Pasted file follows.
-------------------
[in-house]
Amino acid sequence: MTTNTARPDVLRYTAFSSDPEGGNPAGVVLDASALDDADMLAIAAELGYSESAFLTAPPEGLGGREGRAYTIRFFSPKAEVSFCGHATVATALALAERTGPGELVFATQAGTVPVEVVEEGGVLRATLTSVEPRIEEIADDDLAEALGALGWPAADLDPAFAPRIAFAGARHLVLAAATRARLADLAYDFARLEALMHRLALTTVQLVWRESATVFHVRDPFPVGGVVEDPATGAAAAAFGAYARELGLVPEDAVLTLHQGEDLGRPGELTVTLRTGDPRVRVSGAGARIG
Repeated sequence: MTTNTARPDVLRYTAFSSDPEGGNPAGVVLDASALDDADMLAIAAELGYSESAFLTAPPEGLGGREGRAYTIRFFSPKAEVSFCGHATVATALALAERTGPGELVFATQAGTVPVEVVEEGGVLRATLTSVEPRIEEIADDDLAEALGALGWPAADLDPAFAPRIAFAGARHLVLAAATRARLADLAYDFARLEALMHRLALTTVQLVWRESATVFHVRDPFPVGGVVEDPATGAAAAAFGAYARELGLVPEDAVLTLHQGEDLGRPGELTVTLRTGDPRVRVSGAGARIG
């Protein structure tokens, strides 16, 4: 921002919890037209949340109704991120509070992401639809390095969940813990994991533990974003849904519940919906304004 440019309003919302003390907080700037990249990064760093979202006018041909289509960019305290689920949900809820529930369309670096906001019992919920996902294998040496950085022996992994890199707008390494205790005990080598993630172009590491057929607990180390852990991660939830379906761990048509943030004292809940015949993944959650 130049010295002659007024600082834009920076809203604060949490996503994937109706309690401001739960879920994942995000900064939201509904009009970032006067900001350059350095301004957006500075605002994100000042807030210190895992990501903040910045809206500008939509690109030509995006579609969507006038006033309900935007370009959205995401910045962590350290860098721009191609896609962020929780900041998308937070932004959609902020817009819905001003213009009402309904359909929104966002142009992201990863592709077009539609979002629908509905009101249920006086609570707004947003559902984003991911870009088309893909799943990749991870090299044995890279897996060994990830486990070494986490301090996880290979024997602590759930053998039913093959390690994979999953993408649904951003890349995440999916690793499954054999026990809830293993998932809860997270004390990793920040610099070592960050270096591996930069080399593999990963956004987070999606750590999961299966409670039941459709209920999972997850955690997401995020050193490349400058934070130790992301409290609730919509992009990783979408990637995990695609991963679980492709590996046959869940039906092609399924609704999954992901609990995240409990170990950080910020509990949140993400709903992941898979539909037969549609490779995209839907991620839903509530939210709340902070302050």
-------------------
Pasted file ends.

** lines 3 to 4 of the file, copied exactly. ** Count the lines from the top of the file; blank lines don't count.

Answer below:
Repeated sequence: MTTNTARPDVLRYTAFSSDPEGGNPAGVVLDASALDDADMLAIAAELGYSESAFLTAPPEGLGGREGRAYTIRFFSPKAEVSFCGHATVATALALAERTGPGELVFATQAGTVPVEVVEEGGVLRATLTSVEPRIEEIADDDLAEALGALGWPAADLDPAFAPRIAFAGARHLVLAAATRARLADLAYDFARLEALMHRLALTTVQLVWRESATVFHVRDPFPVGGVVEDPATGAAAAAFGAYARELGLVPEDAVLTLHQGEDLGRPGELTVTLRTGDPRVRVSGAGARIG
């Protein structure tokens, strides 16, 4: 921002919890037209949340109704991120509070992401639809390095969940813990994991533990974003849904519940919906304004 440019309003919302003390907080700037990249990064760093979202006018041909289509960019305290689920949900809820529930369309670096906001019992919920996902294998040496950085022996992994890199707008390494205790005990080598993630172009590491057929607990180390852990991660939830379906761990048509943030004292809940015949993944959650 130049010295002659007024600082834009920076809203604060949490996503994937109706309690401001739960879920994942995000900064939201509904009009970032006067900001350059350095301004957006500075605002994100000042807030210190895992990501903040910045809206500008939509690109030509995006579609969507006038006033309900935007370009959205995401910045962590350290860098721009191609896609962020929780900041998308937070932004959609902020817009819905001003213009009402309904359909929104966002142009992201990863592709077009539609979002629908509905009101249920006086609570707004947003559902984003991911870009088309893909799943990749991870090299044995890279897996060994990830486990070494986490301090996880290979024997602590759930053998039913093959390690994979999953993408649904951003890349995440999916690793499954054999026990809830293993998932809860997270004390990793920040610099070592960050270096591996930069080399593999990963956004987070999606750590999961299966409670039941459709209920999972997850955690997401995020050193490349400058934070130790992301409290609730919509992009990783979408990637995990695609991963679980492709590996046959869940039906092609399924609704999954992901609990995240409990170990950080910020509990949140993400709903992941898979539909037969549609490779995209839907991620839903509530939210709340902070302050």